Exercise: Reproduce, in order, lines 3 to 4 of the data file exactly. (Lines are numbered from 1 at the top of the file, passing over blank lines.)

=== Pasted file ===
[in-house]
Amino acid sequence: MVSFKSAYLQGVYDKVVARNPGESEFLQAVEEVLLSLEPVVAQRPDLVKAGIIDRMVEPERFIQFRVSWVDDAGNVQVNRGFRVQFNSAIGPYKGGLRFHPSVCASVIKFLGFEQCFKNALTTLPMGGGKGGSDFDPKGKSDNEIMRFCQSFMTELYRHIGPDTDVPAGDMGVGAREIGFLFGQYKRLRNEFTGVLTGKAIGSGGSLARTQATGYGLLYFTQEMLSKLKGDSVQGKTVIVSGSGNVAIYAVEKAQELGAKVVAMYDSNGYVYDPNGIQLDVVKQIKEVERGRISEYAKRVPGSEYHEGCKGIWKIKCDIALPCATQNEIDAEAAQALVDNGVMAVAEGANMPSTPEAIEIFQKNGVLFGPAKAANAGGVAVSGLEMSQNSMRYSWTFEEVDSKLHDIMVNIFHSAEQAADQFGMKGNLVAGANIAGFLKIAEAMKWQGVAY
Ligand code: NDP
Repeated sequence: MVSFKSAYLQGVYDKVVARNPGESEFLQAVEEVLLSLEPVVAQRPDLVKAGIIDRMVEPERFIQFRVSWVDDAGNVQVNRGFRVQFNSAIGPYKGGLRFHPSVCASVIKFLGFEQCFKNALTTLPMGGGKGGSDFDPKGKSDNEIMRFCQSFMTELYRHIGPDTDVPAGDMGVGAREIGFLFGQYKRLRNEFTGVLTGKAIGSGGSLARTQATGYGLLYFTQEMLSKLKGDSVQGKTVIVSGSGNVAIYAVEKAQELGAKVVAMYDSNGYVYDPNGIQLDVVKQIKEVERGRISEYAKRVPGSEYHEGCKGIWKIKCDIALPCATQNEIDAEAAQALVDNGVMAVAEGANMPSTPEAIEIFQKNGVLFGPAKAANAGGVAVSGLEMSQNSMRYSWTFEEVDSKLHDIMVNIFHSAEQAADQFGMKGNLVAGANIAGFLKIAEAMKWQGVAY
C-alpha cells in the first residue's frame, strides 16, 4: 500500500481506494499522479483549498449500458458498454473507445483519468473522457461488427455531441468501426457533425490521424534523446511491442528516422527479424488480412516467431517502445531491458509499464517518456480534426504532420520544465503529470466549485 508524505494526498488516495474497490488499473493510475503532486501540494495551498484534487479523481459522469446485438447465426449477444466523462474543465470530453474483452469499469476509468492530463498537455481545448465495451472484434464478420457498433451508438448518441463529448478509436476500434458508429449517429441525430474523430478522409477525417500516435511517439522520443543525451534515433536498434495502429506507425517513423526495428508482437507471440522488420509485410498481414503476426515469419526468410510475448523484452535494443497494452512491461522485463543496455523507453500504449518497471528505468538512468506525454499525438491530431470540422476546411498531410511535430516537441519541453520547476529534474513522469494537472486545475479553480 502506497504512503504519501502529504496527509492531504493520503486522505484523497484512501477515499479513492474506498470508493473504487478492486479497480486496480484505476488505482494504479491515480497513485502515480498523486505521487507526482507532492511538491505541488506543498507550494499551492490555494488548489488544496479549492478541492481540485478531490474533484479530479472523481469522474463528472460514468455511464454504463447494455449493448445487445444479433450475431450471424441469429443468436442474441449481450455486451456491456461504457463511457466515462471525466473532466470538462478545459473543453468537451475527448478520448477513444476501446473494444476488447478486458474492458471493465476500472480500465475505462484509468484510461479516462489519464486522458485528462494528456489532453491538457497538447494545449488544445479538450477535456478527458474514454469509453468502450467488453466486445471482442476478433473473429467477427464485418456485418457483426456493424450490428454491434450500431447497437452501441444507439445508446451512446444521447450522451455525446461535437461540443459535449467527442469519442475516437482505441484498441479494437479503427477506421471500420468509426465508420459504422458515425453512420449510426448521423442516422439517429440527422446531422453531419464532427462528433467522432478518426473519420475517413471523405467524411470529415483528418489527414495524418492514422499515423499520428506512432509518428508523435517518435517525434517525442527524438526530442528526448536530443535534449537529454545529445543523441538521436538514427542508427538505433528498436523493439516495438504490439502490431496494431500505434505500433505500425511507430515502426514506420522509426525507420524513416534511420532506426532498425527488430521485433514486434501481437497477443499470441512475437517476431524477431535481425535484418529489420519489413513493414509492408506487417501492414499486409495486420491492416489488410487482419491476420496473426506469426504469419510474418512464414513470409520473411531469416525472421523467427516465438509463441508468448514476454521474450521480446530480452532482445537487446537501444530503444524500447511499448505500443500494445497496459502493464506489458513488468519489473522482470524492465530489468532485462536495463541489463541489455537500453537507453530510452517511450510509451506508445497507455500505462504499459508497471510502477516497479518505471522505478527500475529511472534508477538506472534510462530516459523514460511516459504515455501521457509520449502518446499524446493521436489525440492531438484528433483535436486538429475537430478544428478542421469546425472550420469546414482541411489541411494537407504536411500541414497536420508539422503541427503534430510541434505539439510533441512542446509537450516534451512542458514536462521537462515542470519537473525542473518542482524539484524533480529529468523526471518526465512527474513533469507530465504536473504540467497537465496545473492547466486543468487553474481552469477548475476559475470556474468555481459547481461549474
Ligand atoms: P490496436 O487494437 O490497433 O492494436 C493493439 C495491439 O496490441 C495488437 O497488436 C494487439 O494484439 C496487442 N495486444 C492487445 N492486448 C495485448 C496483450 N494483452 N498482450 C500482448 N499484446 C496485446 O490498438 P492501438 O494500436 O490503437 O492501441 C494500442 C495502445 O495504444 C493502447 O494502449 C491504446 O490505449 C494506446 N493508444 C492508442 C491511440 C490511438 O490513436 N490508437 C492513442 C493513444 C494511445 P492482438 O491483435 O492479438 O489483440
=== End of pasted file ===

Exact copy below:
Ligand code: NDP
Repeated sequence: MVSFKSAYLQGVYDKVVARNPGESEFLQAVEEVLLSLEPVVAQRPDLVKAGIIDRMVEPERFIQFRVSWVDDAGNVQVNRGFRVQFNSAIGPYKGGLRFHPSVCASVIKFLGFEQCFKNALTTLPMGGGKGGSDFDPKGKSDNEIMRFCQSFMTELYRHIGPDTDVPAGDMGVGAREIGFLFGQYKRLRNEFTGVLTGKAIGSGGSLARTQATGYGLLYFTQEMLSKLKGDSVQGKTVIVSGSGNVAIYAVEKAQELGAKVVAMYDSNGYVYDPNGIQLDVVKQIKEVERGRISEYAKRVPGSEYHEGCKGIWKIKCDIALPCATQNEIDAEAAQALVDNGVMAVAEGANMPSTPEAIEIFQKNGVLFGPAKAANAGGVAVSGLEMSQNSMRYSWTFEEVDSKLHDIMVNIFHSAEQAADQFGMKGNLVAGANIAGFLKIAEAMKWQGVAY